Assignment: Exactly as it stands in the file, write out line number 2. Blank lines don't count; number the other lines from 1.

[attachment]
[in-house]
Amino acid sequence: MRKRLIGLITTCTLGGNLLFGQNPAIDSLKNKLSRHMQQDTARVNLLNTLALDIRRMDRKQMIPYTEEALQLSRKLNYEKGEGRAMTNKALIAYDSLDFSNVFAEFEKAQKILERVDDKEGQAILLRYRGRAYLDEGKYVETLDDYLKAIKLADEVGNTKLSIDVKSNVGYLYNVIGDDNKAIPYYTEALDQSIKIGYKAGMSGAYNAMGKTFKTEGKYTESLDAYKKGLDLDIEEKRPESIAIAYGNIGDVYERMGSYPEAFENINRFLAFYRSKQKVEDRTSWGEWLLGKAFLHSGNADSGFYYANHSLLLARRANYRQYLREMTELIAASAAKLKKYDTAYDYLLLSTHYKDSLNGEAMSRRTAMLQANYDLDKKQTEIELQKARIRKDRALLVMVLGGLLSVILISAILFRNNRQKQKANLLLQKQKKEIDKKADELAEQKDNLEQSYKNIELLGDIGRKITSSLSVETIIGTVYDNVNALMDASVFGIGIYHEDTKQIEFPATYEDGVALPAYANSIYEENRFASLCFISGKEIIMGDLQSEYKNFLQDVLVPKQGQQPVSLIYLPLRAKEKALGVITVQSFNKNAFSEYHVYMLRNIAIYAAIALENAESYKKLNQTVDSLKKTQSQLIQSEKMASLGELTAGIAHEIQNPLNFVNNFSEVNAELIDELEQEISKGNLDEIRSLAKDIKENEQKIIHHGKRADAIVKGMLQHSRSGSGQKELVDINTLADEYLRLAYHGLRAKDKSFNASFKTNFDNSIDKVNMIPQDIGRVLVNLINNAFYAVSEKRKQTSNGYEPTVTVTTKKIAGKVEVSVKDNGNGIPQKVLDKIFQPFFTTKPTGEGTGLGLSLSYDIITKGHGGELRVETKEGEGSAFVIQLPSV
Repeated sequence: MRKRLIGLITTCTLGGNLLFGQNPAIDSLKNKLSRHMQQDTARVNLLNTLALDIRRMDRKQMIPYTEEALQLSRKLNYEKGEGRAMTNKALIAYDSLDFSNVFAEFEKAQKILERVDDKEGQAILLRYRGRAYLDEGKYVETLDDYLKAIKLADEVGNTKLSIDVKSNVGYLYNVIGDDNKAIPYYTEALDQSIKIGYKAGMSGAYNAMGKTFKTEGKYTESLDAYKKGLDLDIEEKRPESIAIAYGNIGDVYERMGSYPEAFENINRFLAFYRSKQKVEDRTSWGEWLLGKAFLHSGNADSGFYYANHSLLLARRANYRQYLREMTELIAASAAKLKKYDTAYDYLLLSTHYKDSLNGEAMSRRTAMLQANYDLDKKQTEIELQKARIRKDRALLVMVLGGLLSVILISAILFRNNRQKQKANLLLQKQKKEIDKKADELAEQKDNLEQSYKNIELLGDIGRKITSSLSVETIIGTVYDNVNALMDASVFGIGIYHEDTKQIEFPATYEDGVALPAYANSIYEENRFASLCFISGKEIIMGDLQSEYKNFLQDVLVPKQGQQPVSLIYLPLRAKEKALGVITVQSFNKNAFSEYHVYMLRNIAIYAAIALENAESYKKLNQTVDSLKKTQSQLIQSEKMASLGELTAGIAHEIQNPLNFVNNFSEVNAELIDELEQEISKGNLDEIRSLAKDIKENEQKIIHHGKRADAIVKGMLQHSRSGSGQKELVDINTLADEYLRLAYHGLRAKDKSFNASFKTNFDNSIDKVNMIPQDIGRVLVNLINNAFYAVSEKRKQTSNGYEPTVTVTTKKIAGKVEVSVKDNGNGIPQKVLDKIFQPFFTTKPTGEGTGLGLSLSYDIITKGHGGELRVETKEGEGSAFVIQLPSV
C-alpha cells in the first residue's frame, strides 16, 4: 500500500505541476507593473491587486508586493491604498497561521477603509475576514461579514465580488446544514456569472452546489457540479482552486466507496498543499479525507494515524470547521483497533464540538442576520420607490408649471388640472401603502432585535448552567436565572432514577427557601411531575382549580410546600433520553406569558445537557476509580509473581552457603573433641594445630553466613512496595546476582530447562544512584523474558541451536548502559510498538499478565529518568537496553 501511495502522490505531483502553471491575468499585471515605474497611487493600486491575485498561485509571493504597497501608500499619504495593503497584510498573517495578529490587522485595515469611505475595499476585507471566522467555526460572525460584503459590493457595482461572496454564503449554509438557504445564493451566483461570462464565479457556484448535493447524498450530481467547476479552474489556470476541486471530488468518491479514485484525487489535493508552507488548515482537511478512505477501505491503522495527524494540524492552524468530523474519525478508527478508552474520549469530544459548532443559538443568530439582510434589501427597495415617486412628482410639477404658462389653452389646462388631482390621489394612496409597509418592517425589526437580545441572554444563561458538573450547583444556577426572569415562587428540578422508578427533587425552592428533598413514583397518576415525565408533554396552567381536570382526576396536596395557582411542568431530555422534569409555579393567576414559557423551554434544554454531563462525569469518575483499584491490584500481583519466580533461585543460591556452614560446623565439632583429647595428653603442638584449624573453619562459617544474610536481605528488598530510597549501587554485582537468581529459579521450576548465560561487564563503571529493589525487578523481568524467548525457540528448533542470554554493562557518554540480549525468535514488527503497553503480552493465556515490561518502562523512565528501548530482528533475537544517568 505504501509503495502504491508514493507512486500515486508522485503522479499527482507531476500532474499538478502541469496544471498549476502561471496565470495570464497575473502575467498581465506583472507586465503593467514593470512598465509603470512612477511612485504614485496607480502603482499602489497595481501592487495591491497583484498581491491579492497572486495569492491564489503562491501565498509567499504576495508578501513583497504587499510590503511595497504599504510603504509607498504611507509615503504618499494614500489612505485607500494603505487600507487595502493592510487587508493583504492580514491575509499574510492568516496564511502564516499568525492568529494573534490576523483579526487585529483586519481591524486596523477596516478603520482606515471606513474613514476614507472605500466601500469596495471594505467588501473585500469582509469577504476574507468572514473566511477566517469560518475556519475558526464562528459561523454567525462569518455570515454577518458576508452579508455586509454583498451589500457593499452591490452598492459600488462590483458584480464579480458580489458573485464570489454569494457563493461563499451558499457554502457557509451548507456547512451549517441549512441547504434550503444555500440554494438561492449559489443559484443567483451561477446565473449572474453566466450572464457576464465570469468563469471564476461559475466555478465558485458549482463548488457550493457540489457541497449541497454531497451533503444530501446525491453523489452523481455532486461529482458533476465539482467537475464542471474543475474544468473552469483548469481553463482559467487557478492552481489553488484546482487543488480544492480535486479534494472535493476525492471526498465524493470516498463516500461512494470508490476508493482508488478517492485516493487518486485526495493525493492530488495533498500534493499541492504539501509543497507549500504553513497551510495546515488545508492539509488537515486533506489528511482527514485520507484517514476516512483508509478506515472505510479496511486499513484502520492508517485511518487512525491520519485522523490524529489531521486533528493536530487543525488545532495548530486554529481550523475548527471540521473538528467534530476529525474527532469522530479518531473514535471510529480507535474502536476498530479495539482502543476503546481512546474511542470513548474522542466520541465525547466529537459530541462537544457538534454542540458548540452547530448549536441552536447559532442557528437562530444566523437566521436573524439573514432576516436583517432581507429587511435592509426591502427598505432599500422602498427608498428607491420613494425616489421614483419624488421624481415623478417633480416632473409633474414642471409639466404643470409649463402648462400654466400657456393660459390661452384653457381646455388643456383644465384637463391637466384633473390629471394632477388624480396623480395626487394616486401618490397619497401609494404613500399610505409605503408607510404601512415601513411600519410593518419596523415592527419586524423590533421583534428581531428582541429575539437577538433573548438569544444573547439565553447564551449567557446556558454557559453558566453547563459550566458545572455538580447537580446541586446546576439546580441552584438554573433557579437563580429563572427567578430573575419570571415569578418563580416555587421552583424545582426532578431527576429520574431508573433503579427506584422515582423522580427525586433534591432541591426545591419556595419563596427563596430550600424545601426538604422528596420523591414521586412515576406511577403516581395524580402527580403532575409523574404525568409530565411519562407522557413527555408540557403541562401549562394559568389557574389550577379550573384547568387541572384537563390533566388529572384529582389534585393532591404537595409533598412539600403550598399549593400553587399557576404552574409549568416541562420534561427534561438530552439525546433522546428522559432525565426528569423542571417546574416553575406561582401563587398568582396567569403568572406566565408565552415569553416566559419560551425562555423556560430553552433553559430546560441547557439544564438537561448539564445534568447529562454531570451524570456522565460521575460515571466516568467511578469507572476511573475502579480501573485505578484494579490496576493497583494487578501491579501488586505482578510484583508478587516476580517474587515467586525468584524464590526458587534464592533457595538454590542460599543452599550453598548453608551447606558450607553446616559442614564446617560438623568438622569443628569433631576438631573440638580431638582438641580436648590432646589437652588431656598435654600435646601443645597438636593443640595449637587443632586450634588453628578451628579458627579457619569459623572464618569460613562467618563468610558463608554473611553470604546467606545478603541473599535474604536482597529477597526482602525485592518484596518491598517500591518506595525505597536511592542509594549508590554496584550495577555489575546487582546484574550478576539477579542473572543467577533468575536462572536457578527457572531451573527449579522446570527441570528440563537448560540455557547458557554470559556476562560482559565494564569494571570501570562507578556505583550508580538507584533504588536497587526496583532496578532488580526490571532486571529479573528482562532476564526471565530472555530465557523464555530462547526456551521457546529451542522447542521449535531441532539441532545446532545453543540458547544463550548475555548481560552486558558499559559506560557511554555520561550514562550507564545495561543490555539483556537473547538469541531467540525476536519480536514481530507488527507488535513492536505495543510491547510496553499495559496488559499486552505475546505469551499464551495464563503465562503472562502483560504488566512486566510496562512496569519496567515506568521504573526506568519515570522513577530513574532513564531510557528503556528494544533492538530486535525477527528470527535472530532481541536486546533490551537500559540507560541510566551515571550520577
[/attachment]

Amino acid sequence: MRKRLIGLITTCTLGGNLLFGQNPAIDSLKNKLSRHMQQDTARVNLLNTLALDIRRMDRKQMIPYTEEALQLSRKLNYEKGEGRAMTNKALIAYDSLDFSNVFAEFEKAQKILERVDDKEGQAILLRYRGRAYLDEGKYVETLDDYLKAIKLADEVGNTKLSIDVKSNVGYLYNVIGDDNKAIPYYTEALDQSIKIGYKAGMSGAYNAMGKTFKTEGKYTESLDAYKKGLDLDIEEKRPESIAIAYGNIGDVYERMGSYPEAFENINRFLAFYRSKQKVEDRTSWGEWLLGKAFLHSGNADSGFYYANHSLLLARRANYRQYLREMTELIAASAAKLKKYDTAYDYLLLSTHYKDSLNGEAMSRRTAMLQANYDLDKKQTEIELQKARIRKDRALLVMVLGGLLSVILISAILFRNNRQKQKANLLLQKQKKEIDKKADELAEQKDNLEQSYKNIELLGDIGRKITSSLSVETIIGTVYDNVNALMDASVFGIGIYHEDTKQIEFPATYEDGVALPAYANSIYEENRFASLCFISGKEIIMGDLQSEYKNFLQDVLVPKQGQQPVSLIYLPLRAKEKALGVITVQSFNKNAFSEYHVYMLRNIAIYAAIALENAESYKKLNQTVDSLKKTQSQLIQSEKMASLGELTAGIAHEIQNPLNFVNNFSEVNAELIDELEQEISKGNLDEIRSLAKDIKENEQKIIHHGKRADAIVKGMLQHSRSGSGQKELVDINTLADEYLRLAYHGLRAKDKSFNASFKTNFDNSIDKVNMIPQDIGRVLVNLINNAFYAVSEKRKQTSNGYEPTVTVTTKKIAGKVEVSVKDNGNGIPQKVLDKIFQPFFTTKPTGEGTGLGLSLSYDIITKGHGGELRVETKEGEGSAFVIQLPSV